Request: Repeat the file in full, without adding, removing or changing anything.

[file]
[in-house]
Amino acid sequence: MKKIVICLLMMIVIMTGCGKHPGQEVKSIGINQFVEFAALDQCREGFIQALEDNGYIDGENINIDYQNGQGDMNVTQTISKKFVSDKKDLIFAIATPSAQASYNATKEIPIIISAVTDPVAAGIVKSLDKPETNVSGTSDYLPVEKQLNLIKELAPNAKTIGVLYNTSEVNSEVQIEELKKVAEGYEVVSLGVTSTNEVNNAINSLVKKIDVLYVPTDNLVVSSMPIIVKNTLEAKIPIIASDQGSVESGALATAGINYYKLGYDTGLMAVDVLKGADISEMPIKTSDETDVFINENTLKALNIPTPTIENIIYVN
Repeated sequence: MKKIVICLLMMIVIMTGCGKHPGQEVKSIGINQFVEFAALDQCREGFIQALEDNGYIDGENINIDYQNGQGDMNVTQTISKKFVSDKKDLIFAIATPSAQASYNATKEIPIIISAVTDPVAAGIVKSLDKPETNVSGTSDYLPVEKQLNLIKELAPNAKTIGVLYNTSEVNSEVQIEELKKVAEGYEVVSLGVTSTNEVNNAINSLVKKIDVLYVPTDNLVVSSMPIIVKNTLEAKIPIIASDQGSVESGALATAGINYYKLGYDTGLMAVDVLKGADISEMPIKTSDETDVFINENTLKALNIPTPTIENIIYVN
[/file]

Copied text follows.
[in-house]
Amino acid sequence: MKKIVICLLMMIVIMTGCGKHPGQEVKSIGINQFVEFAALDQCREGFIQALEDNGYIDGENINIDYQNGQGDMNVTQTISKKFVSDKKDLIFAIATPSAQASYNATKEIPIIISAVTDPVAAGIVKSLDKPETNVSGTSDYLPVEKQLNLIKELAPNAKTIGVLYNTSEVNSEVQIEELKKVAEGYEVVSLGVTSTNEVNNAINSLVKKIDVLYVPTDNLVVSSMPIIVKNTLEAKIPIIASDQGSVESGALATAGINYYKLGYDTGLMAVDVLKGADISEMPIKTSDETDVFINENTLKALNIPTPTIENIIYVN
Repeated sequence: MKKIVICLLMMIVIMTGCGKHPGQEVKSIGINQFVEFAALDQCREGFIQALEDNGYIDGENINIDYQNGQGDMNVTQTISKKFVSDKKDLIFAIATPSAQASYNATKEIPIIISAVTDPVAAGIVKSLDKPETNVSGTSDYLPVEKQLNLIKELAPNAKTIGVLYNTSEVNSEVQIEELKKVAEGYEVVSLGVTSTNEVNNAINSLVKKIDVLYVPTDNLVVSSMPIIVKNTLEAKIPIIASDQGSVESGALATAGINYYKLGYDTGLMAVDVLKGADISEMPIKTSDETDVFINENTLKALNIPTPTIENIIYVN